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A Review of The Nest

A Review of The Nest

    This past Saturday night, Andrews students poured into the tiny auditorium in the Recreation Center Auditorium, quickly filling all the seats, and before anyone realized, the aisles were full and overflowing. By 9 p.m. the energy in the room had climbed a few steps past a dull roar, and it took several attempts by the emcee to get everyone’s attention when she announced the beginning of the program. As the first singer picked up his guitar and walked to the center of the stage, a hush did not, in fact, sweep over the audience. Instead, from the 9 p.m. start time to the 10 p.m. originally-projected end time and ultimately to the 10:30 p.m. closing prayer, the crowd enthusiastically displayed their appreciation for each of the performer’s artistic talents.

    Those who took the time to attend The Nest had the opportunity to hear firsthand a wide range of the vocal talents of the Andrews University community. As each musician and poet stepped onto the stage, his or her face was immediately lost in shadow. Overall low lighting in the room and backlighting on the stage made it all but impossible to see the artists. While this de-emphasis on the visuals left us to focus on the words and vocal qualities of the artists, art does have an important visual element. Even though music and poetry are not technically visual arts, body language and facial expression greatly increase our perception and reaction to the emotion of the singer.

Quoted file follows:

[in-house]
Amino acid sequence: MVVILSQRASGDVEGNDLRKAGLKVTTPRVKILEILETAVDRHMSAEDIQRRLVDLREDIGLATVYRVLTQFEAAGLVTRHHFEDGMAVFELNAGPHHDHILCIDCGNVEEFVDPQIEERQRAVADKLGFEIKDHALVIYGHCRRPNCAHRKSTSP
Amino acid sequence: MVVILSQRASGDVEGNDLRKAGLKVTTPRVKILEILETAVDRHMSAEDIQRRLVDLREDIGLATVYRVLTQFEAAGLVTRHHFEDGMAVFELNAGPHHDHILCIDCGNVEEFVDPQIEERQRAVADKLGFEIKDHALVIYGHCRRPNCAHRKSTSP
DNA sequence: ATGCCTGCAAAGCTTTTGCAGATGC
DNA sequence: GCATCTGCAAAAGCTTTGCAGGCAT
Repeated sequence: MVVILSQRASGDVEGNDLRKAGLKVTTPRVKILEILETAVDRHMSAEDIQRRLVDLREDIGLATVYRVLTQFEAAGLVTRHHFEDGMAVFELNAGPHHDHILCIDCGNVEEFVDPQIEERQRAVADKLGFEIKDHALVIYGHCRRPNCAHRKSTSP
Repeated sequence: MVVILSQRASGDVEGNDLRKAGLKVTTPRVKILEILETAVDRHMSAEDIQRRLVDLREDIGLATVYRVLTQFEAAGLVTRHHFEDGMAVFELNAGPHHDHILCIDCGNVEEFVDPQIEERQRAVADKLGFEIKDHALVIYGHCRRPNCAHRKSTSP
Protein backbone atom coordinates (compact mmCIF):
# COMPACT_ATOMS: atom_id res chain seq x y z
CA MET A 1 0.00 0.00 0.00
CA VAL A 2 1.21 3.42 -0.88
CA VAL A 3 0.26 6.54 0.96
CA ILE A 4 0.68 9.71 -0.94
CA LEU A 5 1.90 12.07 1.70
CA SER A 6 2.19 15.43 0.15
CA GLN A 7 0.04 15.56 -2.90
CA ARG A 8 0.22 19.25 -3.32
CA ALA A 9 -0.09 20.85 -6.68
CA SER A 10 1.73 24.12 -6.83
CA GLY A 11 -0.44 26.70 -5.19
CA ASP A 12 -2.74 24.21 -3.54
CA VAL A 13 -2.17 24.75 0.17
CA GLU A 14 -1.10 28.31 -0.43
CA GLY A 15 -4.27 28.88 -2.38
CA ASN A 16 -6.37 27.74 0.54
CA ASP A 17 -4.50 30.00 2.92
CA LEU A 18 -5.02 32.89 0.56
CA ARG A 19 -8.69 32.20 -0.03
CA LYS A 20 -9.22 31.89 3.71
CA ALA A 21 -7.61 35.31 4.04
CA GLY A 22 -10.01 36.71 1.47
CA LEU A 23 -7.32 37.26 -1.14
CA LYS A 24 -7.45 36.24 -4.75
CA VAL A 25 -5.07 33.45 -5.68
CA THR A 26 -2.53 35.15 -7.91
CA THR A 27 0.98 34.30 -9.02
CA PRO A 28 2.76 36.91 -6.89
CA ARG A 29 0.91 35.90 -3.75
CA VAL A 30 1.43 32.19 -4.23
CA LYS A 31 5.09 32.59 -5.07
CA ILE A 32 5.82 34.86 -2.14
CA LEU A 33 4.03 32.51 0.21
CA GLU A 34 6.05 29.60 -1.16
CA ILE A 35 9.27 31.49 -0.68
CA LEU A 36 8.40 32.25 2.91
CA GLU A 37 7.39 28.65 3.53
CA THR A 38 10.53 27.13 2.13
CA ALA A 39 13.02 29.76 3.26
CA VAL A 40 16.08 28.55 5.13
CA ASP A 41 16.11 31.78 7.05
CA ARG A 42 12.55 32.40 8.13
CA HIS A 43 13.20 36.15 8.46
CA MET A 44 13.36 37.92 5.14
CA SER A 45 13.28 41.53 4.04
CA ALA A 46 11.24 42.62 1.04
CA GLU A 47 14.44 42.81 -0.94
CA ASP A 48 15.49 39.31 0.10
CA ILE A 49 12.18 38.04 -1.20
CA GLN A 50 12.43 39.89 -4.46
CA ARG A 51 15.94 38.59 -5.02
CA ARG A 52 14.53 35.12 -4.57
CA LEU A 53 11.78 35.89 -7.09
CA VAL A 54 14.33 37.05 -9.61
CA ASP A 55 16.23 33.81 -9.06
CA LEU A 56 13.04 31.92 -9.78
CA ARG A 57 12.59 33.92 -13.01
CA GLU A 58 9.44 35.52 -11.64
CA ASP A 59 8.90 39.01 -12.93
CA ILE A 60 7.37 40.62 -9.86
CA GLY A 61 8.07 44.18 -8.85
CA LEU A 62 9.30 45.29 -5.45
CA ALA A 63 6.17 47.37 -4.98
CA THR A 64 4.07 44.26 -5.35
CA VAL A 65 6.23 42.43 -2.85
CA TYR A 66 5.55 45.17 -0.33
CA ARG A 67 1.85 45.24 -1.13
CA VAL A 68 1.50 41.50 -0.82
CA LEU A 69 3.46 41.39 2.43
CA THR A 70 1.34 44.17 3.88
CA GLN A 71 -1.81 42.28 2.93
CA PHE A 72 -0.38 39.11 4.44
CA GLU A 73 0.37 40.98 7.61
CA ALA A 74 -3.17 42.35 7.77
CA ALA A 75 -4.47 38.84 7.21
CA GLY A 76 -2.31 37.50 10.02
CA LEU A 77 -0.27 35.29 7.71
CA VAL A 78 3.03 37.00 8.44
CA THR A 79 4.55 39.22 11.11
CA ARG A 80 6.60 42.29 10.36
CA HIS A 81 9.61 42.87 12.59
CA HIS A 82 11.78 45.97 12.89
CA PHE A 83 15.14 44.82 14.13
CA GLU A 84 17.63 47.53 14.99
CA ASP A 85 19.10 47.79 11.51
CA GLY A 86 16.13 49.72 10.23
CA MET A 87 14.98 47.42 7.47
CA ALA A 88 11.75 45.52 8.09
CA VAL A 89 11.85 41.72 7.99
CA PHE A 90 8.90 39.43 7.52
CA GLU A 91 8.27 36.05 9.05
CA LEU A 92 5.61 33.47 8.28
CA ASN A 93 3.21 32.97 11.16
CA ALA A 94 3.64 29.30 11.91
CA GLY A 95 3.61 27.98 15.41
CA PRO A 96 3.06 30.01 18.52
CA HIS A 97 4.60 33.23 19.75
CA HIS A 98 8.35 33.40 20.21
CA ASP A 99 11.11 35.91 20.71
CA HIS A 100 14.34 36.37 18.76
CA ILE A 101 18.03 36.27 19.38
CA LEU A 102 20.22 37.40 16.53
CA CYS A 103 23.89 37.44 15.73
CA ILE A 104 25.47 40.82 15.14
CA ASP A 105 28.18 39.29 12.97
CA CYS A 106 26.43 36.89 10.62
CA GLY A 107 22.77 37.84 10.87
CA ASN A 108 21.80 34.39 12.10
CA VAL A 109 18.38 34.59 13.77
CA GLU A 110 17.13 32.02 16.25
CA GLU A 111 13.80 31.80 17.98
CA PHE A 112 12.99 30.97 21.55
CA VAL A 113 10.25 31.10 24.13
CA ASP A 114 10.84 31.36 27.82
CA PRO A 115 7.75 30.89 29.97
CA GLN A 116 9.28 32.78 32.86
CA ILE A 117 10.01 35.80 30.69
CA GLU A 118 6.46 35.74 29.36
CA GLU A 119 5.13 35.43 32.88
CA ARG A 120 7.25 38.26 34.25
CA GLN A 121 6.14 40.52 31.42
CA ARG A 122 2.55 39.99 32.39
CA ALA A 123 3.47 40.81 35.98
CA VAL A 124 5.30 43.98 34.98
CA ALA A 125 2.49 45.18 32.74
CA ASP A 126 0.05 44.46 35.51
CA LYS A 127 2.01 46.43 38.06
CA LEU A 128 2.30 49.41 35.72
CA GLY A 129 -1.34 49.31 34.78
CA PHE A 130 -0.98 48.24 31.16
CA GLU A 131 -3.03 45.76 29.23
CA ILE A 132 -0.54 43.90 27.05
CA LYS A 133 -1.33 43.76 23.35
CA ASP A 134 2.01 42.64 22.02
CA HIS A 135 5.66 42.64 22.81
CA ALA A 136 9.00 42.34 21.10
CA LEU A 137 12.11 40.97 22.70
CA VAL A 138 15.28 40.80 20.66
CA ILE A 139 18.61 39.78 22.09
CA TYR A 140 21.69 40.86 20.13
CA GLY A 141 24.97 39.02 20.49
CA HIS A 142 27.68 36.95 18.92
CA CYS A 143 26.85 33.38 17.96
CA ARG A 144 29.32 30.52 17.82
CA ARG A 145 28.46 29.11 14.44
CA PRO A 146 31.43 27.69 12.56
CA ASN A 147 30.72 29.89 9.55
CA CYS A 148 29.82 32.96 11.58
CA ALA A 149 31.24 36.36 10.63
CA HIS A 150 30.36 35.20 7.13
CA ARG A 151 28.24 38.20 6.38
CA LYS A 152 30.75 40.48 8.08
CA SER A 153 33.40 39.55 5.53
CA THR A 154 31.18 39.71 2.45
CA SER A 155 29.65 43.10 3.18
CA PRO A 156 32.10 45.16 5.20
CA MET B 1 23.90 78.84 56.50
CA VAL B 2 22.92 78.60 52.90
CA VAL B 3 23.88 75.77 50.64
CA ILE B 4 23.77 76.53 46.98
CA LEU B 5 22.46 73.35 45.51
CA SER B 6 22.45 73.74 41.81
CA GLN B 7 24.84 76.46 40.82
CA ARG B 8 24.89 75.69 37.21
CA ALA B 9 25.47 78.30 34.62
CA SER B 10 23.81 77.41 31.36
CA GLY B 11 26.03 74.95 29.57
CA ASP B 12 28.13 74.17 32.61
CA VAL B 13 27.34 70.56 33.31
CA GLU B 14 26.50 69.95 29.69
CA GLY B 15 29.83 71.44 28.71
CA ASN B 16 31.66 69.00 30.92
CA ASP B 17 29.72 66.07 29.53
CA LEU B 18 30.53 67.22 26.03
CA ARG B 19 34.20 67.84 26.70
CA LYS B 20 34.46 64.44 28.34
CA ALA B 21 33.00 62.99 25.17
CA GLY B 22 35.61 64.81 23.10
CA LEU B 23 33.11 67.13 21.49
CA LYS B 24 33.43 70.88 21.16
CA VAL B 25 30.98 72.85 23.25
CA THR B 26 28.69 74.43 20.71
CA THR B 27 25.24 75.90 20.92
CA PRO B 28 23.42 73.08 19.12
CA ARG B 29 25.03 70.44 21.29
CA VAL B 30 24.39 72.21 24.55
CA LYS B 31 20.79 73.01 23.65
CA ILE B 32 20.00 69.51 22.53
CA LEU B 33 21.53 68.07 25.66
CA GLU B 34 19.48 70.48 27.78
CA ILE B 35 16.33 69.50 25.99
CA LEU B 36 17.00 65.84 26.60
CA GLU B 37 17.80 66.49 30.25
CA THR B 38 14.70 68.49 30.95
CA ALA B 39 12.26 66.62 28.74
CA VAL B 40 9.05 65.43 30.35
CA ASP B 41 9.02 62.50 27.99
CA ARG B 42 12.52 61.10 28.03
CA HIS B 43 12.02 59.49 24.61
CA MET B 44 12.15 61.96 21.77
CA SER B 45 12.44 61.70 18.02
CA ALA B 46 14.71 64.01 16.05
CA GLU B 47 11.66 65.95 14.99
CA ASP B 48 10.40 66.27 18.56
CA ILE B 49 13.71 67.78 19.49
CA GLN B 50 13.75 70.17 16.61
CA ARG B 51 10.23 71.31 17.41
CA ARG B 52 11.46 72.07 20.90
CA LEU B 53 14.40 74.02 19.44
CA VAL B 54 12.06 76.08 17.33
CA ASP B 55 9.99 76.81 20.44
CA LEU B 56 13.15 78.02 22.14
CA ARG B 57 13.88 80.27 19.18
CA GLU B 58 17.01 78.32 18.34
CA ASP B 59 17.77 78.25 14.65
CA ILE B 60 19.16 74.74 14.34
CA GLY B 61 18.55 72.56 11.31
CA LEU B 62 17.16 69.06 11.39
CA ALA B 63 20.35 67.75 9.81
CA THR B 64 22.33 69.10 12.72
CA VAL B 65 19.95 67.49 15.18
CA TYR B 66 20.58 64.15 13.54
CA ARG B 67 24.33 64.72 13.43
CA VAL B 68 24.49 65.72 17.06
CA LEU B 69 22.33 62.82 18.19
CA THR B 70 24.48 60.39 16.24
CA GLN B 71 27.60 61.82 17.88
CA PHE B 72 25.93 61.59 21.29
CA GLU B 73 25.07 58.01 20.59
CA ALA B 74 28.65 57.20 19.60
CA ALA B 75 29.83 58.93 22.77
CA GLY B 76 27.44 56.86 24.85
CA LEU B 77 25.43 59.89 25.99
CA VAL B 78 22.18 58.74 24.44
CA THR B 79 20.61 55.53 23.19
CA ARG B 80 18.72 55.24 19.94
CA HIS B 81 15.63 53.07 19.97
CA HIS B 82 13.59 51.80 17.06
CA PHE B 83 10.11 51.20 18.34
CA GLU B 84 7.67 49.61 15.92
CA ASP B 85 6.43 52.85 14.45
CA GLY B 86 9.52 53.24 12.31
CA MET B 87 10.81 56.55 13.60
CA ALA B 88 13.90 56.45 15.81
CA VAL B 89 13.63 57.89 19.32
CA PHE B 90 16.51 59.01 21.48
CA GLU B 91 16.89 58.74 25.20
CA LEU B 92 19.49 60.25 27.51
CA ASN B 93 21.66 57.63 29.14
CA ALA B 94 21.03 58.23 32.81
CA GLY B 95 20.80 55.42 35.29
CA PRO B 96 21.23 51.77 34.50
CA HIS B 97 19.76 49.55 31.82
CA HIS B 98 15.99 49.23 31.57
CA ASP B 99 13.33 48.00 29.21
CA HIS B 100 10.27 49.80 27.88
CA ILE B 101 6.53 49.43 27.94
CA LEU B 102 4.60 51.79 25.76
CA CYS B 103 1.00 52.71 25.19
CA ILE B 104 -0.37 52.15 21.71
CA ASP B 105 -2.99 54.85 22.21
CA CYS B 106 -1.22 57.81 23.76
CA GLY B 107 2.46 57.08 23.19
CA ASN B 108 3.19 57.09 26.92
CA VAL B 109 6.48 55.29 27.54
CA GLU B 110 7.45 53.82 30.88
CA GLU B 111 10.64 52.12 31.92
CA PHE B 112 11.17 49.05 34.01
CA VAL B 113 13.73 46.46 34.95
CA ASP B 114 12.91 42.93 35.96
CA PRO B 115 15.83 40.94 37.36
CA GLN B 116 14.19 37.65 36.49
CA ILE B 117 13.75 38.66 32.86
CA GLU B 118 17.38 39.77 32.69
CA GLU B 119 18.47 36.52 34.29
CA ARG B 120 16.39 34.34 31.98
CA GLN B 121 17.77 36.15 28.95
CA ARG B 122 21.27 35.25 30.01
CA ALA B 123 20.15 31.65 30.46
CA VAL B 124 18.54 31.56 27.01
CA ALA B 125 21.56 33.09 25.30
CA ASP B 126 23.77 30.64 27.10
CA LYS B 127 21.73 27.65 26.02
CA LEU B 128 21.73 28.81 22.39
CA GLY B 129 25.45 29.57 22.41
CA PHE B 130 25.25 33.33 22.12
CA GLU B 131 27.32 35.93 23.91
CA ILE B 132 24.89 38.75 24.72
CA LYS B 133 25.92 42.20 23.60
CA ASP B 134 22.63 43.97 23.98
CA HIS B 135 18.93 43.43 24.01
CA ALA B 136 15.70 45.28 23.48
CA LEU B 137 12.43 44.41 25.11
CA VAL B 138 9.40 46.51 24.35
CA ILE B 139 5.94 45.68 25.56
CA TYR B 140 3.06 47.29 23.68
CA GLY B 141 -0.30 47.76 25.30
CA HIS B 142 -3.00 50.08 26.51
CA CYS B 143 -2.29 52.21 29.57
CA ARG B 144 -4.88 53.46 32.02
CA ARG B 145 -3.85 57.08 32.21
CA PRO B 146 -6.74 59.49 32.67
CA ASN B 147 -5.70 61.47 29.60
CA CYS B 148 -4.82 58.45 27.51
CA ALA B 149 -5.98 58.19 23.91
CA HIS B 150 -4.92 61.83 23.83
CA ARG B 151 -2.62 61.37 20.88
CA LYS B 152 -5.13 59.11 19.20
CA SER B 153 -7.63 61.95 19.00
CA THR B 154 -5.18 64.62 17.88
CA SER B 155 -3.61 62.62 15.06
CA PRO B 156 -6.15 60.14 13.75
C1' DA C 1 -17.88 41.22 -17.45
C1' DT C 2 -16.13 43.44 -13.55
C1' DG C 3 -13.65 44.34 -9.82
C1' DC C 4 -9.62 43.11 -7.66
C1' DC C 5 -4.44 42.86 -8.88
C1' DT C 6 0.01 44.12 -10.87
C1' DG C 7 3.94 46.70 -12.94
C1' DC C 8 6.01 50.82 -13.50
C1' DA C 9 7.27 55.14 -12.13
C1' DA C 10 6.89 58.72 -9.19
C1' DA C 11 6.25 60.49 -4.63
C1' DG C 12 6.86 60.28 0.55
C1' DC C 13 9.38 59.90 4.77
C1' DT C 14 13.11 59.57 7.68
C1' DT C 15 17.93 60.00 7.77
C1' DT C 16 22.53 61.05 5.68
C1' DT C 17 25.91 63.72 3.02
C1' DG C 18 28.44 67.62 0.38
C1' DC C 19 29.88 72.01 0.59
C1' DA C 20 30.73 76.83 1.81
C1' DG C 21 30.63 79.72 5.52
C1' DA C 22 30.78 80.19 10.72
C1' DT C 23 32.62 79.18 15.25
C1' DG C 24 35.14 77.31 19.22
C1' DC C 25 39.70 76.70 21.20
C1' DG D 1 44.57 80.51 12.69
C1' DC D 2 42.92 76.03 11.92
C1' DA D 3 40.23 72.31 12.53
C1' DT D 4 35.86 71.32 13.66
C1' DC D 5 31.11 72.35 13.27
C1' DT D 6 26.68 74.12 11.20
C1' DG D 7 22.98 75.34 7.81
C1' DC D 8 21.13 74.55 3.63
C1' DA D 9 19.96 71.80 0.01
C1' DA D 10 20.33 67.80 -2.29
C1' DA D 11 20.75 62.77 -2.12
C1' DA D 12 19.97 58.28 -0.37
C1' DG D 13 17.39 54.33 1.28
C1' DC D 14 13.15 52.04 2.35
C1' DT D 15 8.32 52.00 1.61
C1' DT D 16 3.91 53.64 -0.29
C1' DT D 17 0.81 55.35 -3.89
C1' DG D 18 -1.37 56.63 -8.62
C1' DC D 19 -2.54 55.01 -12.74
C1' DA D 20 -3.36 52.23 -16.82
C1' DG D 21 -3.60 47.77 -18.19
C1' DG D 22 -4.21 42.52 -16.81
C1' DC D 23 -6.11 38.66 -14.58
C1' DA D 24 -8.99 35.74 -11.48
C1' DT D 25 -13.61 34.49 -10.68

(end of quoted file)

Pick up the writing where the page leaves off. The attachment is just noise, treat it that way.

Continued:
After the last song had faded out and the lights came back on, Jessica Condon (junior, photography) commented about the inclusion of visual arts in student events like The Nest. 

    “Human interaction is just as important as the visual reaction,” Condon said. “There’s definitely room for more physical art.” 

    That being said, The Nest certainly did not disappoint as a showcase of student talent: from original songs and poetry, to covers of Beyoncé and The Beatles, and yes, even to a cello and beatboxing duet, Andrews University students clearly have skills that reach far beyond traditional academics. 

    Ben Dietel (senior, architecture), who worked on the soundboard for The Nest, agreed that the a cappella trio singing of “Because” by The Beatles really resonated with him. 

    “There are one in a hundred songs where the song doesn’t come from your mind, but from your soul,” Dietel said. 

    While the semester picks up its pace and exams loom overhead, The Nest provided a space for students of any major to share a lyrical part of their soul with a very receptive audience. However, for students whose artistic talents do not center around music or poetry, Saturday night may not have been the same creative space it was for others. 

 

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